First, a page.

When I saw the XGL demo video by Novell, I thought it would years, perhaps decades, before I could get easy access to that quality of a desktop.
Then, somehow, I came across Ubuntu DapperFlight 4, a pre-beta (also known as alpha) Linux distribution. Ubuntu is fairly popular and known as a no-nonsense Debian-based distribution that’s fairly easy to use. Towards the bottom of the page describing its new features I came across something I didn't expect: DapperFlight4 supports the XGL X-server and the compiz effect engine. I knew I had to have it.
The immediate weekend afterwards, I went home and grabbed my laptop. I knew that Ubuntu, or any form of Linux, simply wouldn't agree with my main system, Kool_Killer, mainly because of the hard-drive array. I decided to just use the tried-and-trusty Dell Inspirion 5150. Minus the Broadcom-chipset wireless card, I knew all of the other hardware would be well supported.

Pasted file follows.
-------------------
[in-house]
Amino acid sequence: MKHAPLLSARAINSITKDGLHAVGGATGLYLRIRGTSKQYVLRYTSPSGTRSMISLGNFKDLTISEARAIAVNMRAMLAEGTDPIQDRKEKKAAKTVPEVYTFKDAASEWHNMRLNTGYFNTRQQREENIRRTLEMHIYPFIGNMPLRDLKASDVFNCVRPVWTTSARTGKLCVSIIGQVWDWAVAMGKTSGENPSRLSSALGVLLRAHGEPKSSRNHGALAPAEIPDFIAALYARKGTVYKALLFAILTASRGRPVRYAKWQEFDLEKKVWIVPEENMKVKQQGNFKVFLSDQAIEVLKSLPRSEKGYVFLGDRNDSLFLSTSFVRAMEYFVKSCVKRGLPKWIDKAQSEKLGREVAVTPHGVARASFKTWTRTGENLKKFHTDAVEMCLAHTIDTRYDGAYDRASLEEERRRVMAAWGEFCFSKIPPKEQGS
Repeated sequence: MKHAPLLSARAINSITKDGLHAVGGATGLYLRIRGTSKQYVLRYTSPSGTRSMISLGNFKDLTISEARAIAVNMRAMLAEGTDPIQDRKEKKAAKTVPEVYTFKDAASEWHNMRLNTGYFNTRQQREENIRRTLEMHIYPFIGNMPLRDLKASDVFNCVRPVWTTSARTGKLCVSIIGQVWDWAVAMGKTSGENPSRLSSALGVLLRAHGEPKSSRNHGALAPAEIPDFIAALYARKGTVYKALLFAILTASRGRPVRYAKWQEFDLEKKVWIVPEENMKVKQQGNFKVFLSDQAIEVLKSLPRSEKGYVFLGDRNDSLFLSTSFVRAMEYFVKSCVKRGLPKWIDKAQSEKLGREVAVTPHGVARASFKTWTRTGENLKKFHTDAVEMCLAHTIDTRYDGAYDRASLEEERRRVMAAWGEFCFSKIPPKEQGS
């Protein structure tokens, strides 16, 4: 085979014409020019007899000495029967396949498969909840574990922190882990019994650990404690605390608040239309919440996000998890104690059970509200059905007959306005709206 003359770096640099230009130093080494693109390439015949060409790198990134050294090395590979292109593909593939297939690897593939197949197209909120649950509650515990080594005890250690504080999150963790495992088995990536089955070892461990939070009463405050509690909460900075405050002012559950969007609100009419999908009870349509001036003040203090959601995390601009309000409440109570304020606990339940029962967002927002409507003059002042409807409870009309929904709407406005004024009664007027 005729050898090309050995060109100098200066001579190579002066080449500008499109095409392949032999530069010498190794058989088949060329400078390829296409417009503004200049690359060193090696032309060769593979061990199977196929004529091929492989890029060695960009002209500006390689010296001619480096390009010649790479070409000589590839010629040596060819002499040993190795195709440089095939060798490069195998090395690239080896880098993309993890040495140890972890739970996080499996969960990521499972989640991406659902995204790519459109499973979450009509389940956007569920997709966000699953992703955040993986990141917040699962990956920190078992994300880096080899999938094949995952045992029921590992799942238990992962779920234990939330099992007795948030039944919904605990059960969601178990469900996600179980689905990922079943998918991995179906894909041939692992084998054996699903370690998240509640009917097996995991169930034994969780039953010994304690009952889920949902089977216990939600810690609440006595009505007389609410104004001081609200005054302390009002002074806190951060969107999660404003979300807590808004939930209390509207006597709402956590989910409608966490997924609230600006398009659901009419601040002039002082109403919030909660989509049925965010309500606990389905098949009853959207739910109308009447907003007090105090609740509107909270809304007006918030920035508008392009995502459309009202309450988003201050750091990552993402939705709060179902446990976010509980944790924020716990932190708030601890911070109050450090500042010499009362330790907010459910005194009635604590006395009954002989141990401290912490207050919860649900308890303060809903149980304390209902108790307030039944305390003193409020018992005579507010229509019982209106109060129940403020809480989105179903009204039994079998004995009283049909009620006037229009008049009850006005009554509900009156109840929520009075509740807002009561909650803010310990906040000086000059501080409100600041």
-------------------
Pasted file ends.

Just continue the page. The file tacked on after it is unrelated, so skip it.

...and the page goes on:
I setup my laptop with PartionMagic 8, a very handy and powerful tool that allows me to resize NTFS partitions. After cleaning the laptop of all the junk it collected in the past semester (going from 760MB free to 17.2GB free) I sectioned off an 8GB chunk and left it unformatted. I decided the Ubuntu installer may want to add a swap partition, and I wasn't sure how big to make it.
I fired up the Ubuntu install CD and muddled through the settings. Some of the text-base install settings were unfortunately confusing. But, I hear, they will be having an entirely new way to install from the Live CD, so, things should improve. Grub, a boot manager, was installed since I wanted to keep Windows XP. A restart later, and I was loaded directly into the Ubuntu desktop.